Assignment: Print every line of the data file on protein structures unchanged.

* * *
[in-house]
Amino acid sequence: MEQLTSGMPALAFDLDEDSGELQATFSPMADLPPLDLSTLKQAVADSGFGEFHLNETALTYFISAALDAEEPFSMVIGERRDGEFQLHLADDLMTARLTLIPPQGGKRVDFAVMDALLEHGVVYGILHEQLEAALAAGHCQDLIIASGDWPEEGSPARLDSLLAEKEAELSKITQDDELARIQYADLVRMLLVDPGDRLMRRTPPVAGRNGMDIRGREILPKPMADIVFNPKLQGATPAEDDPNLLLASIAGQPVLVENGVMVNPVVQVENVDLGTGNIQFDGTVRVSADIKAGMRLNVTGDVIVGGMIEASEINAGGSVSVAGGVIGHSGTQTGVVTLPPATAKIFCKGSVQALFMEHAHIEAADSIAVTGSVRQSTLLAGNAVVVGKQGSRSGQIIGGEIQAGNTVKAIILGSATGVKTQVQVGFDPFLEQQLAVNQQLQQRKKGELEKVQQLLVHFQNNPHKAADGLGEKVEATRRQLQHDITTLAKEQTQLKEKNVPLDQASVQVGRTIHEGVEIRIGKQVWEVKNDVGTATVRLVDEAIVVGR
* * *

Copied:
[in-house]
Amino acid sequence: MEQLTSGMPALAFDLDEDSGELQATFSPMADLPPLDLSTLKQAVADSGFGEFHLNETALTYFISAALDAEEPFSMVIGERRDGEFQLHLADDLMTARLTLIPPQGGKRVDFAVMDALLEHGVVYGILHEQLEAALAAGHCQDLIIASGDWPEEGSPARLDSLLAEKEAELSKITQDDELARIQYADLVRMLLVDPGDRLMRRTPPVAGRNGMDIRGREILPKPMADIVFNPKLQGATPAEDDPNLLLASIAGQPVLVENGVMVNPVVQVENVDLGTGNIQFDGTVRVSADIKAGMRLNVTGDVIVGGMIEASEINAGGSVSVAGGVIGHSGTQTGVVTLPPATAKIFCKGSVQALFMEHAHIEAADSIAVTGSVRQSTLLAGNAVVVGKQGSRSGQIIGGEIQAGNTVKAIILGSATGVKTQVQVGFDPFLEQQLAVNQQLQQRKKGELEKVQQLLVHFQNNPHKAADGLGEKVEATRRQLQHDITTLAKEQTQLKEKNVPLDQASVQVGRTIHEGVEIRIGKQVWEVKNDVGTATVRLVDEAIVVGR